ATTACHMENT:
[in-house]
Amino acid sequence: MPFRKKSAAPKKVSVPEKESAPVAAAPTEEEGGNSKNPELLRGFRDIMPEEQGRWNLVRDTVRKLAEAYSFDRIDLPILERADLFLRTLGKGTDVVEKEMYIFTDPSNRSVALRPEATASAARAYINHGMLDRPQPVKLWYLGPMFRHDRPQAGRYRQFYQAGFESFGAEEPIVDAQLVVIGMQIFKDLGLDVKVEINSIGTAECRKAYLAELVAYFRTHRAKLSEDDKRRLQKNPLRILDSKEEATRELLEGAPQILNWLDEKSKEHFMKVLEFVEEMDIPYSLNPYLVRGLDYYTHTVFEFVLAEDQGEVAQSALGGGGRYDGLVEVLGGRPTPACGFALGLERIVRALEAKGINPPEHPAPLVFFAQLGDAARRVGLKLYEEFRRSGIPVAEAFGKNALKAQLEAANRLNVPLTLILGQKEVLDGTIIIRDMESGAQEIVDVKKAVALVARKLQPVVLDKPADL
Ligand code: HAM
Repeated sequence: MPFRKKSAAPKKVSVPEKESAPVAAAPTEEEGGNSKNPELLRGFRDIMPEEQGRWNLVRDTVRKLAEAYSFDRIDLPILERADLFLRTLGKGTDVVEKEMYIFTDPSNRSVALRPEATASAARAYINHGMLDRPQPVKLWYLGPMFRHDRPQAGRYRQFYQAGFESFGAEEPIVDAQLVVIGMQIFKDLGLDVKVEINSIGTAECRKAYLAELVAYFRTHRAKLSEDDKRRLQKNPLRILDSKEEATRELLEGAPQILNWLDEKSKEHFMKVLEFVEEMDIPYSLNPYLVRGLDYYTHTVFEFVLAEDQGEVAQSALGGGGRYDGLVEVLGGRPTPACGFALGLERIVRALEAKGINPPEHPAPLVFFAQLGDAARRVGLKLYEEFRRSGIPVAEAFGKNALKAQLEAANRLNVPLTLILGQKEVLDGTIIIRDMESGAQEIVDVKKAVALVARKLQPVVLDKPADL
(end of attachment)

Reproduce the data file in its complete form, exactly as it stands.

[in-house]
Amino acid sequence: MPFRKKSAAPKKVSVPEKESAPVAAAPTEEEGGNSKNPELLRGFRDIMPEEQGRWNLVRDTVRKLAEAYSFDRIDLPILERADLFLRTLGKGTDVVEKEMYIFTDPSNRSVALRPEATASAARAYINHGMLDRPQPVKLWYLGPMFRHDRPQAGRYRQFYQAGFESFGAEEPIVDAQLVVIGMQIFKDLGLDVKVEINSIGTAECRKAYLAELVAYFRTHRAKLSEDDKRRLQKNPLRILDSKEEATRELLEGAPQILNWLDEKSKEHFMKVLEFVEEMDIPYSLNPYLVRGLDYYTHTVFEFVLAEDQGEVAQSALGGGGRYDGLVEVLGGRPTPACGFALGLERIVRALEAKGINPPEHPAPLVFFAQLGDAARRVGLKLYEEFRRSGIPVAEAFGKNALKAQLEAANRLNVPLTLILGQKEVLDGTIIIRDMESGAQEIVDVKKAVALVARKLQPVVLDKPADL
Ligand code: HAM
Repeated sequence: MPFRKKSAAPKKVSVPEKESAPVAAAPTEEEGGNSKNPELLRGFRDIMPEEQGRWNLVRDTVRKLAEAYSFDRIDLPILERADLFLRTLGKGTDVVEKEMYIFTDPSNRSVALRPEATASAARAYINHGMLDRPQPVKLWYLGPMFRHDRPQAGRYRQFYQAGFESFGAEEPIVDAQLVVIGMQIFKDLGLDVKVEINSIGTAECRKAYLAELVAYFRTHRAKLSEDDKRRLQKNPLRILDSKEEATRELLEGAPQILNWLDEKSKEHFMKVLEFVEEMDIPYSLNPYLVRGLDYYTHTVFEFVLAEDQGEVAQSALGGGGRYDGLVEVLGGRPTPACGFALGLERIVRALEAKGINPPEHPAPLVFFAQLGDAARRVGLKLYEEFRRSGIPVAEAFGKNALKAQLEAANRLNVPLTLILGQKEVLDGTIIIRDMESGAQEIVDVKKAVALVARKLQPVVLDKPADL